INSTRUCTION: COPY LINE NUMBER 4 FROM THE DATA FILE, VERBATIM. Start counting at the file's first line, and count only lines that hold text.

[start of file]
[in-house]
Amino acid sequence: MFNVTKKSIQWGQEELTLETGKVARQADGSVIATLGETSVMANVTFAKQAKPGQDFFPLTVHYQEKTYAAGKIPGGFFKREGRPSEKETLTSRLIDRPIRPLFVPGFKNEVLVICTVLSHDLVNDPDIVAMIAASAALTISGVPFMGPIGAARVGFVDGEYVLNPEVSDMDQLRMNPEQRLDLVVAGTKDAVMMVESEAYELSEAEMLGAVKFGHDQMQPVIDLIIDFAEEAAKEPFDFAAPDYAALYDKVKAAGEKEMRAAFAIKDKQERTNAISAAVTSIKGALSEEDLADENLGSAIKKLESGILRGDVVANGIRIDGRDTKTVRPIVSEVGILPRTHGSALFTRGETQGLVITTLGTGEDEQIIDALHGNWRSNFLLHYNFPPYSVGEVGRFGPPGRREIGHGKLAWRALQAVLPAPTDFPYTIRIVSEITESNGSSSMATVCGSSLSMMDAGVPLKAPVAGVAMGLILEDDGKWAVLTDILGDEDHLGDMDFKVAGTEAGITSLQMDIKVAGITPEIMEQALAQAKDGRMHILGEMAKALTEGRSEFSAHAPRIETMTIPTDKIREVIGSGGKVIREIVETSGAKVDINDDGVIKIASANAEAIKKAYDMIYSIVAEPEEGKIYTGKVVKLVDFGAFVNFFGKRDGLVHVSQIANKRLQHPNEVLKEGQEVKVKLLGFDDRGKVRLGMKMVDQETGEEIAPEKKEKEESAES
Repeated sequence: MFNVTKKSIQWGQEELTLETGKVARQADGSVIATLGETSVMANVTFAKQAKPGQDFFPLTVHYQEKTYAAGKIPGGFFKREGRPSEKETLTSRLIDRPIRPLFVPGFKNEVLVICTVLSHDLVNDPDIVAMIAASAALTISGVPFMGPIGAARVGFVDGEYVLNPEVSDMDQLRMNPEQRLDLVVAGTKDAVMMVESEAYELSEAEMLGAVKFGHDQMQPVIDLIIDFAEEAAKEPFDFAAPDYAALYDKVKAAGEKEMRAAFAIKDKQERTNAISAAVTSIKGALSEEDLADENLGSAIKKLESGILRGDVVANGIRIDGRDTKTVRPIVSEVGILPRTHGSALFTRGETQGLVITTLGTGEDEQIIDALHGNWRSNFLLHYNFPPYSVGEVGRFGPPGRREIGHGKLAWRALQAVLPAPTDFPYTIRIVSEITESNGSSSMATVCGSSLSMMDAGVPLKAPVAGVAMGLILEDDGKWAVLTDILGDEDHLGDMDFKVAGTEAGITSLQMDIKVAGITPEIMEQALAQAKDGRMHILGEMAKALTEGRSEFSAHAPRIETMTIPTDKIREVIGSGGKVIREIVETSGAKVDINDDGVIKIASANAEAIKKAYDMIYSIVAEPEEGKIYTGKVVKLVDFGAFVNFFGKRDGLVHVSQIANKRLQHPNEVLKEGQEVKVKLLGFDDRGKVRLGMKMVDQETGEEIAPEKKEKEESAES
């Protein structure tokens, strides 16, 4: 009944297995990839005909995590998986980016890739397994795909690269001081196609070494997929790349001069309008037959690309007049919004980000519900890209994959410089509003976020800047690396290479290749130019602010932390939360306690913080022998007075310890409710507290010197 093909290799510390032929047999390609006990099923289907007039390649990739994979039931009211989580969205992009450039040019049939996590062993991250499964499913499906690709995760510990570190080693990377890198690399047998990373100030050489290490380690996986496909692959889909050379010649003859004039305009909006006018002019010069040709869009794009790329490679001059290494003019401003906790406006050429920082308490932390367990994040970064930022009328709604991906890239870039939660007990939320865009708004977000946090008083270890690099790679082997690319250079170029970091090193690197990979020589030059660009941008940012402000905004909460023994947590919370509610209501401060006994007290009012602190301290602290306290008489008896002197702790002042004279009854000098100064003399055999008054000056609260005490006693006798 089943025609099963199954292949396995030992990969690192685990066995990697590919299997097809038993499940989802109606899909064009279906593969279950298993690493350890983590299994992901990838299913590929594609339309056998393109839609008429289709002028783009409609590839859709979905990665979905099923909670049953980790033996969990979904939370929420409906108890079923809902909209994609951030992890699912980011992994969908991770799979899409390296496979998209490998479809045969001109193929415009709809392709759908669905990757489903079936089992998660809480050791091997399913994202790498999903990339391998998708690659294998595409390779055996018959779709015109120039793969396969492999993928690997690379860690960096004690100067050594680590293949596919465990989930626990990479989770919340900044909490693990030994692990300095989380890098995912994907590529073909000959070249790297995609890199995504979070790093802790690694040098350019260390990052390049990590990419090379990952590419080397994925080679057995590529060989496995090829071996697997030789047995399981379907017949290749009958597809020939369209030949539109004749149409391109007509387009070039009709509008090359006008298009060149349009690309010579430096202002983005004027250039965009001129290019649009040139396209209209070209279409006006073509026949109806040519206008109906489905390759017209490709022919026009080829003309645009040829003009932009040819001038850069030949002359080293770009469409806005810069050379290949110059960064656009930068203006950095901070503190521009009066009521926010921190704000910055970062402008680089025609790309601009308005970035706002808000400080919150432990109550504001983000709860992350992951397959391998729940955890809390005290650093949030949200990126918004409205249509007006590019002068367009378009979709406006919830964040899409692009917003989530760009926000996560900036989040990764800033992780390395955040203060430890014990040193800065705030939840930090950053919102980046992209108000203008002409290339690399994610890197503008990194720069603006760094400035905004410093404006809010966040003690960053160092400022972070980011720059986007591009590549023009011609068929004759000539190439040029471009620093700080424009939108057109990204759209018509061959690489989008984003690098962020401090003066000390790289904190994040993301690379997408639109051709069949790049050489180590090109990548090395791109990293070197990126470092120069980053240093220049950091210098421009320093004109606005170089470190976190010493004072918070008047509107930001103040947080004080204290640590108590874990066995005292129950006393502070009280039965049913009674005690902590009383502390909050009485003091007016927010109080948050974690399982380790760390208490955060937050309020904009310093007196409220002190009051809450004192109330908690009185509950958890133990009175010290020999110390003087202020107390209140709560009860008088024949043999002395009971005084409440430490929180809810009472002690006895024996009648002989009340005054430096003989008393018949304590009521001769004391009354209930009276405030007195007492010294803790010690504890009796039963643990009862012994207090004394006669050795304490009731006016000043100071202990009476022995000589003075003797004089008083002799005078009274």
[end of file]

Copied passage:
């Protein structure tokens, strides 16, 4: 009944297995990839005909995590998986980016890739397994795909690269001081196609070494997929790349001069309008037959690309007049919004980000519900890209994959410089509003976020800047690396290479290749130019602010932390939360306690913080022998007075310890409710507290010197 093909290799510390032929047999390609006990099923289907007039390649990739994979039931009211989580969205992009450039040019049939996590062993991250499964499913499906690709995760510990570190080693990377890198690399047998990373100030050489290490380690996986496909692959889909050379010649003859004039305009909006006018002019010069040709869009794009790329490679001059290494003019401003906790406006050429920082308490932390367990994040970064930022009328709604991906890239870039939660007990939320865009708004977000946090008083270890690099790679082997690319250079170029970091090193690197990979020589030059660009941008940012402000905004909460023994947590919370509610209501401060006994007290009012602190301290602290306290008489008896002197702790002042004279009854000098100064003399055999008054000056609260005490006693006798 089943025609099963199954292949396995030992990969690192685990066995990697590919299997097809038993499940989802109606899909064009279906593969279950298993690493350890983590299994992901990838299913590929594609339309056998393109839609008429289709002028783009409609590839859709979905990665979905099923909670049953980790033996969990979904939370929420409906108890079923809902909209994609951030992890699912980011992994969908991770799979899409390296496979998209490998479809045969001109193929415009709809392709759908669905990757489903079936089992998660809480050791091997399913994202790498999903990339391998998708690659294998595409390779055996018959779709015109120039793969396969492999993928690997690379860690960096004690100067050594680590293949596919465990989930626990990479989770919340900044909490693990030994692990300095989380890098995912994907590529073909000959070249790297995609890199995504979070790093802790690694040098350019260390990052390049990590990419090379990952590419080397994925080679057995590529060989496995090829071996697997030789047995399981379907017949290749009958597809020939369209030949539109004749149409391109007509387009070039009709509008090359006008298009060149349009690309010579430096202002983005004027250039965009001129290019649009040139396209209209070209279409006006073509026949109806040519206008109906489905390759017209490709022919026009080829003309645009040829003009932009040819001038850069030949002359080293770009469409806005810069050379290949110059960064656009930068203006950095901070503190521009009066009521926010921190704000910055970062402008680089025609790309601009308005970035706002808000400080919150432990109550504001983000709860992350992951397959391998729940955890809390005290650093949030949200990126918004409205249509007006590019002068367009378009979709406006919830964040899409692009917003989530760009926000996560900036989040990764800033992780390395955040203060430890014990040193800065705030939840930090950053919102980046992209108000203008002409290339690399994610890197503008990194720069603006760094400035905004410093404006809010966040003690960053160092400022972070980011720059986007591009590549023009011609068929004759000539190439040029471009620093700080424009939108057109990204759209018509061959690489989008984003690098962020401090003066000390790289904190994040993301690379997408639109051709069949790049050489180590090109990548090395791109990293070197990126470092120069980053240093220049950091210098421009320093004109606005170089470190976190010493004072918070008047509107930001103040947080004080204290640590108590874990066995005292129950006393502070009280039965049913009674005690902590009383502390909050009485003091007016927010109080948050974690399982380790760390208490955060937050309020904009310093007196409220002190009051809450004192109330908690009185509950958890133990009175010290020999110390003087202020107390209140709560009860008088024949043999002395009971005084409440430490929180809810009472002690006895024996009648002989009340005054430096003989008393018949304590009521001769004391009354209930009276405030007195007492010294803790010690504890009796039963643990009862012994207090004394006669050795304490009731006016000043100071202990009476022995000589003075003797004089008083002799005078009274």